Project Leader

Thinh Dinh Do

Thinh Dinh Do

Who I am

I am a researcher at the Institute of Marine Environment and Resources in Vietnam. I’m a nature lover too, my passion for the ocean starting when I was a child. After high school I entered Vietnam National University, Hanoi, to study marine biology. My love for the ocean grew even bigger when, as an undergraduate, I watched the documentary series The Blue Planet, produced by the BBC and narrated by Sir David Attenborough. Because of that, all my studies for my Bachelor’s, Master’s and doctoral degrees related to marine biology. In addition to academic degrees, I possess a diving licence and can do underwater work such as monitoring coral reefs. My research career is dedicated to marine biodiversity and conservation, and my ambition is to apply new technologies in genetics and genomics to this work. I am also building a team, which includes both experienced and younger researchers, to protect sharks and endangered species in Vietnam and its neighbouring countries.

Where I work

Characterised by unique oceanographic patterns and diverse marine habitats, the waters off central Vietnam are rich in marine biodiversity, particularly sharks. The upwelling phenomenon in the region stimulates the growth and reproduction of phytoplankton, which is an important food source for fish species. Also, these waters comprise diverse habitats such as coral reefs, sea-grass beds and mangrove forests. The abundant marine biodiversity makes this region a popular location for exploiting big fish such as sharks, rays and tunas in Vietnam. Through my work, I have experience of surveying the marine ecosystem in central Vietnam and I have been impressed by its high biodiversity and rich resources. However, overexploitation and destructive fishing still occur and have resulted in declines in marine biodiversity and resources. Although sharks are commonly harvested in the region, little is known about which species occur and whether they are threatened. The present project aims to investigate sharks that are caught in central Vietnam and its findings will provide insight into threatened species that will support the long-term conservation of sharks in the country.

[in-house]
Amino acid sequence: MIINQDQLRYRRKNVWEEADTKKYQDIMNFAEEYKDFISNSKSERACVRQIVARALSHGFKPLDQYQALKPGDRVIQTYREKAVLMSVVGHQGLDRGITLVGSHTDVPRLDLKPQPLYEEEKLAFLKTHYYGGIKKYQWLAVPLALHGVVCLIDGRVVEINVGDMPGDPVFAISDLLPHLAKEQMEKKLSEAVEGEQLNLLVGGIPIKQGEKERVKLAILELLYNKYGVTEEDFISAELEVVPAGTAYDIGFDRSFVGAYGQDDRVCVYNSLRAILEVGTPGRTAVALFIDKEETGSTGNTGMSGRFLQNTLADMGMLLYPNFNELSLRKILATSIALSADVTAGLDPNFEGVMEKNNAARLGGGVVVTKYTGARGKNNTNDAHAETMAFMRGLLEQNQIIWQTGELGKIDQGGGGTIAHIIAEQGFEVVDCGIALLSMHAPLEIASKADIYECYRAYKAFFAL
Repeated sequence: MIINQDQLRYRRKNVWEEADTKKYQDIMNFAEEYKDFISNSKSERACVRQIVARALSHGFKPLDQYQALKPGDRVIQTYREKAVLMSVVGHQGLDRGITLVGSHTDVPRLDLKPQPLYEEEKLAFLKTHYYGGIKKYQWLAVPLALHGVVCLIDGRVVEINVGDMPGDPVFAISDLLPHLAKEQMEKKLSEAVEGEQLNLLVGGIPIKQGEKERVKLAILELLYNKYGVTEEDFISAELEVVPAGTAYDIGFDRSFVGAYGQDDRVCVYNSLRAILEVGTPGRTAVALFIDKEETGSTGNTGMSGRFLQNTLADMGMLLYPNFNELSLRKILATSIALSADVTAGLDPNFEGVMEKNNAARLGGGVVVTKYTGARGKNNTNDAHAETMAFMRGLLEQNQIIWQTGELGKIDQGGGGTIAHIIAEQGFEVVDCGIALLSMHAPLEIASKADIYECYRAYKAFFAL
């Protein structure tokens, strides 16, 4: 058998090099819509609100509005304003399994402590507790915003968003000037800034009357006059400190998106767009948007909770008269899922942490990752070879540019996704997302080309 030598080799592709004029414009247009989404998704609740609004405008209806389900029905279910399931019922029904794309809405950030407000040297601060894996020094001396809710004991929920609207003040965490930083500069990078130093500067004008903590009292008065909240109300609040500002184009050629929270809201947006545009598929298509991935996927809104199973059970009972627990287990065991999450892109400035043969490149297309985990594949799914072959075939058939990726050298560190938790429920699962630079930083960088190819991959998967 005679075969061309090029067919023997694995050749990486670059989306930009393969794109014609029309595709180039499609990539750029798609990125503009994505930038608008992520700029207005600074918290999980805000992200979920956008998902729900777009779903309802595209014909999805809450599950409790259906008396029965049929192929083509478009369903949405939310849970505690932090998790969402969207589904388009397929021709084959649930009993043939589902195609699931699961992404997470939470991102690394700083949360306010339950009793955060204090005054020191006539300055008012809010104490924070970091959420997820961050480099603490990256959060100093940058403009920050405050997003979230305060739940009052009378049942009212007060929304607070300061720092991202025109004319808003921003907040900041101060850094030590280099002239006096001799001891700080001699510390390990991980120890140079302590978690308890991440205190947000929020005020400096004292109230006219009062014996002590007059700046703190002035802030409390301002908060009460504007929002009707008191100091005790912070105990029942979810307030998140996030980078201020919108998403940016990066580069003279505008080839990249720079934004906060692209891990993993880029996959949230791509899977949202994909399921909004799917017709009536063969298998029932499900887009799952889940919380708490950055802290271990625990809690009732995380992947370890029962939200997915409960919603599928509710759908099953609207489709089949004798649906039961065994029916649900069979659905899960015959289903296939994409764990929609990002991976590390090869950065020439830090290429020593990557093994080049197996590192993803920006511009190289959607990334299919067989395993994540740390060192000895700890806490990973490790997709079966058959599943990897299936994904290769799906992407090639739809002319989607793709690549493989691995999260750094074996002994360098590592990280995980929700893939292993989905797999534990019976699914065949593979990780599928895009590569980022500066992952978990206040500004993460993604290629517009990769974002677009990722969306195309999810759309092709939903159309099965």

What I do

There is an urgent need for the accurate identification of threatened species in fisheries in order to protect them from extinction. However, one of the hurdles to identifying sharks is the practice of shark finning, which makes it impossible to apply traditional identification methods such as morphological examination. In order to determine whether threatened sharks are among those being caught in central Vietnam, we will first visit the fishery landing sites and ports in this region to collect samples from sharks. The next step is to identify the species the samples come from and this is done based on morphological examination and molecular analysis. In the lab, we extract DNA from samples, then amplify the COI sequences with universal primers in PCR reaction. Having checked the quality of PCR products, we use them to generate barcode sequences, which are then analysed to determine the shark species. The analyses will be performed using computer programs such as Geneious and MEGA. After the species of collected samples have been confirmed, we will check if their names appear in the IUCN Red List, CITES Appendices and the Vietnam Red Data Book to determine whether they are threatened.

My project

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